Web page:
Beef and Chicken Tea
The following valuable hints are from an experienced physician at one of our hospitals, who was for many years a surgeon in the U. S. Navy:
As we have now a great many sick soldiers around and amongst us, and their diseases are of such a type or character as to require food of the most nourishing kind, and in the most available form, we take the liberty of presenting to the ladies and nurses the following formula and directions for making beef, mutton, or chicken tea, it being the best and most expeditions mode of preparing a nourishment of incalculable importance to the well doing of those who languish upon beds of sickness:
Take one pound of tender fresh beef, free from all fat, chop it up as fine as if intended for mince meat, put it in a wide-mouth stone jar, and pour into it a half pint of cold water; stop the mouth of the jar tightly, then place it in an iron pot, having enough cold water in it to come up about half way of the jar; place the pot over a slow fire, and gradually bring the whole to the boiling point; after the water has boiled not longer than five minutes
remove the pot from the fire, and allow it to remain some ten or fifteen minutes, after which you may take out the jar and proceed to pour the contents into a clean cloth or towel, spread over a bowl, that the liquid may be strained into it. After the liquid has ceased running through, the cloth may be taken with both hands and squeezed until all the liquid has been pressed out of the meat.
Nothing more remains to be done but the addition of a few grains of salt, when it is ready for use, warm or cold, as the case may require.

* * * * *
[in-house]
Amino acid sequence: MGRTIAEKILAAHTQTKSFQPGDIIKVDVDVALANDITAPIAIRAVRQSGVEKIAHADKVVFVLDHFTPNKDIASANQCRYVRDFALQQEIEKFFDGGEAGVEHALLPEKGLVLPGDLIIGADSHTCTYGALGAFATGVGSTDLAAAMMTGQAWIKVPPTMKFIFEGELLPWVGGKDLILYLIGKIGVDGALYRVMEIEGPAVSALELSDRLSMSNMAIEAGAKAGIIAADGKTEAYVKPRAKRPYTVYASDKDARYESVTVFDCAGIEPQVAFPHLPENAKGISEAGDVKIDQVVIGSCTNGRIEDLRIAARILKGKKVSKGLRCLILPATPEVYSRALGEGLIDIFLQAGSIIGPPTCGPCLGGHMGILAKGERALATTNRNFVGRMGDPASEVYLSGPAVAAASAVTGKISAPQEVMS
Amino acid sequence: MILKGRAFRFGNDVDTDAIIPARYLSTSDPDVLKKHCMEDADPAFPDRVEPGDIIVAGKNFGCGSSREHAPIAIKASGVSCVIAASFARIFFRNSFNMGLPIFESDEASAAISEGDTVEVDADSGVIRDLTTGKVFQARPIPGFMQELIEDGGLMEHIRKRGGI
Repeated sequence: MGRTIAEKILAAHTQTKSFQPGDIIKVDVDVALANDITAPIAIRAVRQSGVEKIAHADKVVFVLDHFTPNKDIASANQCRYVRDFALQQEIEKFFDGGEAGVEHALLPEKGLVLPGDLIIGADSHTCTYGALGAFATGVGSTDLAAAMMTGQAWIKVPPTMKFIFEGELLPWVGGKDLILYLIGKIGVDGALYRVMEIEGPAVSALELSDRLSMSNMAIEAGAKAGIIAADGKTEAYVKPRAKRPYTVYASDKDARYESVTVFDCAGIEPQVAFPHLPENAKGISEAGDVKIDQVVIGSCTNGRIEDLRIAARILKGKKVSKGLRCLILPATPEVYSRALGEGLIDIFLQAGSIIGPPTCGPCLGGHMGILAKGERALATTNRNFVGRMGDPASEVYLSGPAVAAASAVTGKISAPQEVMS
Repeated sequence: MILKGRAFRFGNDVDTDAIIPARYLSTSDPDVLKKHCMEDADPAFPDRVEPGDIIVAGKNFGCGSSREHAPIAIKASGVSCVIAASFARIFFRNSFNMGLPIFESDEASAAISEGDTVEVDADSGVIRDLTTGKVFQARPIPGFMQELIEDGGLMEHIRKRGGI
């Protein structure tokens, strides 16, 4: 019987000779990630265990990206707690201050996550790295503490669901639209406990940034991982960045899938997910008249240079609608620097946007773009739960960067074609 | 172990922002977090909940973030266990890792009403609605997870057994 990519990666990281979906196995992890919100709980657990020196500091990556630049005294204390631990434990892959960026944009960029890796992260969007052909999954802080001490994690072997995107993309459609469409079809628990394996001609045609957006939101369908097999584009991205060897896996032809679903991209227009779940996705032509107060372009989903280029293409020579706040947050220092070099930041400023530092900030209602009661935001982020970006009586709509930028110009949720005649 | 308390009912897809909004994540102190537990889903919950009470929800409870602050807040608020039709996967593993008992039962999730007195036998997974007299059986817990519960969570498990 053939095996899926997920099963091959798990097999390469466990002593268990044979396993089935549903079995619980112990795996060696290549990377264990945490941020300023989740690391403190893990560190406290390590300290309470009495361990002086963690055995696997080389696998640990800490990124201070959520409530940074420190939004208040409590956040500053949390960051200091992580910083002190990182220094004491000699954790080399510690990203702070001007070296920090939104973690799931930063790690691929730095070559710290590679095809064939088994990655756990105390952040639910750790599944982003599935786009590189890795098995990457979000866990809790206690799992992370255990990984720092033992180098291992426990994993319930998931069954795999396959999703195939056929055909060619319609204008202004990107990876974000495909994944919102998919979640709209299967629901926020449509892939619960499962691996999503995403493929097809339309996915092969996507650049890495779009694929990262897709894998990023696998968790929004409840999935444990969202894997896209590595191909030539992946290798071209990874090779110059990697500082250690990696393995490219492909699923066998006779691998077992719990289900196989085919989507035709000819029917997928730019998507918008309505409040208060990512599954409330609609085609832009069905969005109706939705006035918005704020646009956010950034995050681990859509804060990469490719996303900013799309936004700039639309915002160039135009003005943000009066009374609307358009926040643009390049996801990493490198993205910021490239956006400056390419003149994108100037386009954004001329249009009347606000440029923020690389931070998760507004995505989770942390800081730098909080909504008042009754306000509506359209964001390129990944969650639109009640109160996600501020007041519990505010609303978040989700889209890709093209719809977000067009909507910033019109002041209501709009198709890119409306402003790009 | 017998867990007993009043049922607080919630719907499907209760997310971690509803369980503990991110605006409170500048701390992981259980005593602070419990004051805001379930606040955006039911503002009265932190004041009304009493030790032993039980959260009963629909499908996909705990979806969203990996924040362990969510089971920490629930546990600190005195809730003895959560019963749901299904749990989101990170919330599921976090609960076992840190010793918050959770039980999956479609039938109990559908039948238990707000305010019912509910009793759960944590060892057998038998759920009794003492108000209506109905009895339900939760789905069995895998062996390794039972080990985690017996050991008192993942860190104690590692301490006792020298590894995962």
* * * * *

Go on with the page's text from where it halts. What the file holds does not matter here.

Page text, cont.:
In recommending this mode of extracting liquid food from meat of any kind, for the use of the sick, we are fully aware that objections will be made by all those who will
do everything just as they have seen their mothers or grandmothers do it, right or wrong, and will not be persuaded to do otherwise.--To such persons we have nothing to say in the hope of getting them to give up their prejudices.
We are writing for the benefit of those who are willing to learn, and particularly so when their learning is likely to be of so great a benefit to the sick and suffering soldier.
The prevalent idea that in making soups of all kinds you must allow them to boil for hours before the virtues of the meat is extracted, is erroneous; and were it pertinent or profitable for us here to discuss this subject scientifically, we could show clearly the reasons why it was so. We simply now make the statement as a matter of fact, and have the highest and best authority for doing so.
In finishing this subject, we would suggest the propriety, as well as the usefulness, of changing the names of these excellent articles of nourishment — beef tea, chicken tea, &c.; and although a rose may smell as sweet by any other name, yet we feel confident that beef or chicken tea will often-times prove more serviceable to the sick under some other more appropriate and euphonious title.
The very name of tea sometimes excites a prejudice in the sick amounting to disgust and loathing; and, besides, the article we have been speaking of, and for the making of which we have given such particular directions, is not a tea, but a fluid extract of the meat, containing all its nutritious principles.--Therefore, calling things by their right names, as of great importance to the sick man, let us learn to say extract of beef, or beef extract, instead of beef tea. Amicus.